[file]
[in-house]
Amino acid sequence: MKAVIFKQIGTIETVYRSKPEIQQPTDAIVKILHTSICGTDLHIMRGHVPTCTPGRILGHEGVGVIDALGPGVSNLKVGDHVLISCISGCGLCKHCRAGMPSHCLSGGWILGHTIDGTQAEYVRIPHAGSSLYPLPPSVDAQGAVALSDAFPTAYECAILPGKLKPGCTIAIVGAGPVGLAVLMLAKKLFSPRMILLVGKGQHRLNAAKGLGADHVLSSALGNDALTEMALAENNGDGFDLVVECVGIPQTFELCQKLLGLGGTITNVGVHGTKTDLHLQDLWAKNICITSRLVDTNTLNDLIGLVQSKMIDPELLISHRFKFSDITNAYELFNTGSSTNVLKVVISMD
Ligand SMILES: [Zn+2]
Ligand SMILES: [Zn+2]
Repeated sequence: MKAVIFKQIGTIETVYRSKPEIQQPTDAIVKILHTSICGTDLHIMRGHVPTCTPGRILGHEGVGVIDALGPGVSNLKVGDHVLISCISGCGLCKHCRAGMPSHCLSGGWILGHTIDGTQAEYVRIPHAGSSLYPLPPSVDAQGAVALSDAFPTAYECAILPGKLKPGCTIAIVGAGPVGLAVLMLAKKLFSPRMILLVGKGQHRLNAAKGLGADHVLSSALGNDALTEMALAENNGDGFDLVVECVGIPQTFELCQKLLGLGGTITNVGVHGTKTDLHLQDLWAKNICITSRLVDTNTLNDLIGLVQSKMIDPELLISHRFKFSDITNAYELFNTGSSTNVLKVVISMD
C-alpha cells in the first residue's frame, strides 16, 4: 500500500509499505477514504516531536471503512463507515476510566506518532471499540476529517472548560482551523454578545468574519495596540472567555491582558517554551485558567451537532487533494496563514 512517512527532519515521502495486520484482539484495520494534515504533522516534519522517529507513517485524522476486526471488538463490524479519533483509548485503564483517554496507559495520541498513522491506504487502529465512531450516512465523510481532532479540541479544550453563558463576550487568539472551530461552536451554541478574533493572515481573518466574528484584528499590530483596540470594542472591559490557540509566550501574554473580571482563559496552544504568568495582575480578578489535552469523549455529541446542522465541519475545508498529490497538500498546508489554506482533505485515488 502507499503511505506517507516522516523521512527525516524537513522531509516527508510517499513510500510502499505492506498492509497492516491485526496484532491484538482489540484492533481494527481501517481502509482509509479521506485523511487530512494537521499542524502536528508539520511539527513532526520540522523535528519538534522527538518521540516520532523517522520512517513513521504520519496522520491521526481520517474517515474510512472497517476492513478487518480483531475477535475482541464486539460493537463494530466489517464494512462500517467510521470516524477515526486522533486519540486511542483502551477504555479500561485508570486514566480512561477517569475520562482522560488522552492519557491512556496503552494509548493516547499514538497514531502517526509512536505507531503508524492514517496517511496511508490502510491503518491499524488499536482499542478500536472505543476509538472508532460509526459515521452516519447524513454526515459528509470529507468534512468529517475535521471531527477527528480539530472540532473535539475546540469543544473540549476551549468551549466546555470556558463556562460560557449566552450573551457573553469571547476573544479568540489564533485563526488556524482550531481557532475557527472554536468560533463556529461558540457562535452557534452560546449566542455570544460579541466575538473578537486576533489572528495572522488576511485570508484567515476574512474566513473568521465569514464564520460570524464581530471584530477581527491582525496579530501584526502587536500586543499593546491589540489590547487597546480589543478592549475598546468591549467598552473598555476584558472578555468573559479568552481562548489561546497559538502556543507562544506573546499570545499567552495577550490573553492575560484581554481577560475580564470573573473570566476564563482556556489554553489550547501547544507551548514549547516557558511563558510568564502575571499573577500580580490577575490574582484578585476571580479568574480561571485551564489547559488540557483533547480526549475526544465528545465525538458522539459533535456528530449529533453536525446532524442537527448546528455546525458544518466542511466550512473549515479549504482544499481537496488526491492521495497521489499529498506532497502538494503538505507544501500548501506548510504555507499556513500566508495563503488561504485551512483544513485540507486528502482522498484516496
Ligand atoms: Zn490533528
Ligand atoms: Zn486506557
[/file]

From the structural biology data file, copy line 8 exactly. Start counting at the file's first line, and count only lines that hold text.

Ligand atoms: Zn486506557